The shameful decision to deny public funding to the father of a 15-year-old boy who died in a prison cell is not an isolated case (“Legal aid: indefensible cuts“, Editorial). Inquest is seeing the impact of legal aid cuts in a pattern of decisions where traumatised bereaved families, involved in a complex process about which they have no choice, are increasingly denied funding, given very limited funding or required to make large contributions so that their questions can be asked. The protracted and intrusive process frequently leaves funding decisions to the last minute causing further unnecessary distress.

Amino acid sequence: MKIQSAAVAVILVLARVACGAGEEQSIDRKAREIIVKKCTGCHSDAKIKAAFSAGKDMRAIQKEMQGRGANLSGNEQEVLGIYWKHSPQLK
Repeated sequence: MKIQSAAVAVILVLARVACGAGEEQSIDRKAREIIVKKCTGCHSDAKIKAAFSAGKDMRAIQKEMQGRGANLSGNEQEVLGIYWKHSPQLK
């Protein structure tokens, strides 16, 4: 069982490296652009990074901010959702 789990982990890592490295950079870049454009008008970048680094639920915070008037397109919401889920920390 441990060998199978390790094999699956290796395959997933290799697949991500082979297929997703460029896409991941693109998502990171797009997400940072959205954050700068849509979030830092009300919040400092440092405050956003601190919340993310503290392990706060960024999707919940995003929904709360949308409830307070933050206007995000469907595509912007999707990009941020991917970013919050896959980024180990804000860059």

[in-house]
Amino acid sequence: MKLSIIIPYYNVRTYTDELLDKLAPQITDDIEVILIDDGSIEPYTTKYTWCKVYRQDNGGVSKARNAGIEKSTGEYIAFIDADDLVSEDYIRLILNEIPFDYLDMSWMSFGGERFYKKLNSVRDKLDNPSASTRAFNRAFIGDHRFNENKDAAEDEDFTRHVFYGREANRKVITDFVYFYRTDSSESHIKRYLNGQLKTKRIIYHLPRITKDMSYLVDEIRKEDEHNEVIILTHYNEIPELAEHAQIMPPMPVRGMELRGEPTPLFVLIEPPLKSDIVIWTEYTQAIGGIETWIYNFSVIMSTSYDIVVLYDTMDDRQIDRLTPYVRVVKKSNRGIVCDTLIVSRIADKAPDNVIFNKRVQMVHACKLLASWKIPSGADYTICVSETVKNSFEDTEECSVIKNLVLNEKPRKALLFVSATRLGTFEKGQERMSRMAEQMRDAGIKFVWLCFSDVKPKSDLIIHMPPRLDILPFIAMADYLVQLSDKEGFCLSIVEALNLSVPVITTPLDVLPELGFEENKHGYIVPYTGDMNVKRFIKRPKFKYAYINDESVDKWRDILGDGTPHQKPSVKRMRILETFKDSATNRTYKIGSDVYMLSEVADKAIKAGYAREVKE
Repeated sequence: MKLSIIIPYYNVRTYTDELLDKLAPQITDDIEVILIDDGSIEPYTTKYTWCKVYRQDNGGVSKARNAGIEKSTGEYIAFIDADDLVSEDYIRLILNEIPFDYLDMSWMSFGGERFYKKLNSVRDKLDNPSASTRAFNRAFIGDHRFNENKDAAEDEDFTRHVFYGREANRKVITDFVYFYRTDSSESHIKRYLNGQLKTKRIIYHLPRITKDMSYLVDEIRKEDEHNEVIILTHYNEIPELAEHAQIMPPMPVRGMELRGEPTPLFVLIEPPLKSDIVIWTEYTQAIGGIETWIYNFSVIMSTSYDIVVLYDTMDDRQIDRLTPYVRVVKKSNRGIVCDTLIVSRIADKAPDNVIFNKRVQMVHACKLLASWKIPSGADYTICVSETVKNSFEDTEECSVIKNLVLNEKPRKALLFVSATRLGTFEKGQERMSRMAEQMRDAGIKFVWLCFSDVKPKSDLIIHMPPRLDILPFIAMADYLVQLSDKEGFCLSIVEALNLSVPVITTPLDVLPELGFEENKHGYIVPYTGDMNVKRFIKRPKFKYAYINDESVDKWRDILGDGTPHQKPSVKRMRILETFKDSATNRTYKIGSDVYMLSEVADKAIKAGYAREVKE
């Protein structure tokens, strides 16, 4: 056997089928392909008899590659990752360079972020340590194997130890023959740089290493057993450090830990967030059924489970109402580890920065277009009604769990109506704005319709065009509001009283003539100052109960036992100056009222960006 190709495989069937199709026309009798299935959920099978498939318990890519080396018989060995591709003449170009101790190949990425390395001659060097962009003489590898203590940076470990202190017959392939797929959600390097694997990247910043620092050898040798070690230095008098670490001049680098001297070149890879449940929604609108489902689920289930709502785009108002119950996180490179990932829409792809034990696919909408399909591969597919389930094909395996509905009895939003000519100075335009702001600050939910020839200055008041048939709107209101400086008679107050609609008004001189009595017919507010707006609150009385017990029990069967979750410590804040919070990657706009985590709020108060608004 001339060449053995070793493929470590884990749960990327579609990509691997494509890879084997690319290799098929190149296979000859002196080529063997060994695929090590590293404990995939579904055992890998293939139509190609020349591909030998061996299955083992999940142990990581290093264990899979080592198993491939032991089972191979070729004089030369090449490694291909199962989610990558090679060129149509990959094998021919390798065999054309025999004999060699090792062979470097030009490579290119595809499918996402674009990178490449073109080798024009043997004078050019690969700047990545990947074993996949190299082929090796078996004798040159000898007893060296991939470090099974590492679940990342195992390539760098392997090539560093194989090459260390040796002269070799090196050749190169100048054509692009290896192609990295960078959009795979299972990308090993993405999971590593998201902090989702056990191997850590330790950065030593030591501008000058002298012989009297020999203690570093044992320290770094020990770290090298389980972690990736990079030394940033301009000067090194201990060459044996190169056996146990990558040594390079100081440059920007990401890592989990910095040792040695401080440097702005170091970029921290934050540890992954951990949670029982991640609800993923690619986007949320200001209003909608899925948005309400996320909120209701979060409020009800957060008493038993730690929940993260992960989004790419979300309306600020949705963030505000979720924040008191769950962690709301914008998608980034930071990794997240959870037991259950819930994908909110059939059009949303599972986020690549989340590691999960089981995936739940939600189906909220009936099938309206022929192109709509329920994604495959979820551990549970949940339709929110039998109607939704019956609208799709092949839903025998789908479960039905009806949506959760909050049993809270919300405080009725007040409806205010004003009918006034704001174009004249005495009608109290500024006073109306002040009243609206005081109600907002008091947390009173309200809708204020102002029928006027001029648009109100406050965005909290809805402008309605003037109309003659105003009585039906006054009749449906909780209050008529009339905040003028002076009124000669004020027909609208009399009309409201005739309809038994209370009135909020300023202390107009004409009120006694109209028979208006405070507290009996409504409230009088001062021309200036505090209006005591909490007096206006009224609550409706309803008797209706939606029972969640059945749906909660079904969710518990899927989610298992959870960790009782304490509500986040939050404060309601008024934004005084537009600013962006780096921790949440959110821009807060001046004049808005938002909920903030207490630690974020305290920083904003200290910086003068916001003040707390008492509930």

Contrast this with the public funding provided to teams of lawyers representing the interests of the prison service, healthcare providers and other local or national government agencies, often present together at the one inquest.
Any justice system needs to ensure equal access to justice for all. Where someone dies in the care of or at the hands of the state this is fundamental. The inquest is usually the only public forum in which custodial deaths are subjected to any public scrutiny.
Deborah Coles and Helen Shaw
Co-directors, Inquest, London N4